Scientists based in Palo Alto, California, have accomplished a major feat: They have produced brilliant X-ray light from a device just a fraction of the standard size. The advance could transform numerous fields of biomedical research by vastly improving access to a key resource for studying the properties of molecules.
Researchers who want to know the structures of molecules, such as proteins, use synchrotrons--facilities as big as football stadiums that produce intense X-ray beams. But because of the size and cost of synchrotrons, only a few exist. To make the technology more widely available, scientists at Lyncean Technologies, Inc., have been constructing a synchrotron prototype since 2004 that would produce X-ray beams in the space of a small office and that could be installed at many research institutions. The prototype, called the Compact Light Source (CLS), demonstrated its feasibility by generating its first X-ray beam on February 23, 2006.
The scientists soon will begin using the prototype to collect experimental data. The first Beta CLS will be installed at the Scripps Research Institute in La Jolla, California, as part of a Protein Structure Initiative (PSI) center aimed at accelerating the determination of protein structures.
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20.01.2017 | GSI Helmholtzzentrum für Schwerionenforschung GmbH
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An important step towards a completely new experimental access to quantum physics has been made at University of Konstanz. The team of scientists headed by...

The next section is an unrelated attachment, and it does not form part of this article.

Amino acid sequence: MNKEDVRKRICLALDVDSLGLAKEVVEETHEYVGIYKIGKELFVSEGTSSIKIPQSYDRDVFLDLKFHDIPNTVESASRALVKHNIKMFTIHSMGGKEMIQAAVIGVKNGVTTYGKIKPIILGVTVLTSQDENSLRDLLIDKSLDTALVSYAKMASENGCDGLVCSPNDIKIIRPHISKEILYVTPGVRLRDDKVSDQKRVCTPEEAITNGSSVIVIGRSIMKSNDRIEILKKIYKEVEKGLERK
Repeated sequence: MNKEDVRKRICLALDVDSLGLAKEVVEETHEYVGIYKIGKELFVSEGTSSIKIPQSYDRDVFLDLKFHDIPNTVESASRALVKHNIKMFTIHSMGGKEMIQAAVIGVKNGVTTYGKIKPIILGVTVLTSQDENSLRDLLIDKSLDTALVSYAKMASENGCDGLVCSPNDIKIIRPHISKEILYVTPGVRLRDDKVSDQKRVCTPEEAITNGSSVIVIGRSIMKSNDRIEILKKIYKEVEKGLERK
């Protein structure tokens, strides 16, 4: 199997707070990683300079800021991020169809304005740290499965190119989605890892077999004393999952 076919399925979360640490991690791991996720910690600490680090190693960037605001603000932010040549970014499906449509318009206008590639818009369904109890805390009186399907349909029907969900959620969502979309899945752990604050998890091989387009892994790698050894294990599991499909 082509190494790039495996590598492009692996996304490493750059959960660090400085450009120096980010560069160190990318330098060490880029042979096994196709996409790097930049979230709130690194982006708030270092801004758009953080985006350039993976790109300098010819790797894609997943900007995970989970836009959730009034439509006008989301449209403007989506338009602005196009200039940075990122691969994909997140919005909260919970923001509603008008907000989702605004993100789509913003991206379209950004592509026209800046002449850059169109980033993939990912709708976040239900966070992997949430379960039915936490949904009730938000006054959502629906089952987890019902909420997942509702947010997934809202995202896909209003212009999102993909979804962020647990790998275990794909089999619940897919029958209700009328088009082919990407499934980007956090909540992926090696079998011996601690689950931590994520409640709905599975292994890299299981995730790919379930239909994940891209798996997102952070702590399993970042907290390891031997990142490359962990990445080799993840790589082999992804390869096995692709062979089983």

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Researchers from the University of Hamburg in Germany, in collaboration with colleagues from the University of Aarhus in Denmark, have synthesized a new superconducting material by growing a few layers of an antiferromagnetic transition-metal chalcogenide on a bismuth-based topological insulator, both being non-superconducting materials.
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Among the general public, solar thermal energy is currently associated with dark blue, rectangular collectors on building roofs. Technologies are needed for aesthetically high quality architecture which offer the architect more room for manoeuvre when it comes to low- and plus-energy buildings. With the “ArKol” project, researchers at Fraunhofer ISE together with partners are currently developing two façade collectors for solar thermal energy generation, which permit a high degree of design flexibility: a strip collector for opaque façade sections and a solar thermal blind for transparent sections. The current state of the two developments will be presented at the BAU 2017 trade fair.
As part of the “ArKol – development of architecturally highly integrated façade collectors with heat pipes” project, Fraunhofer ISE together with its partners...
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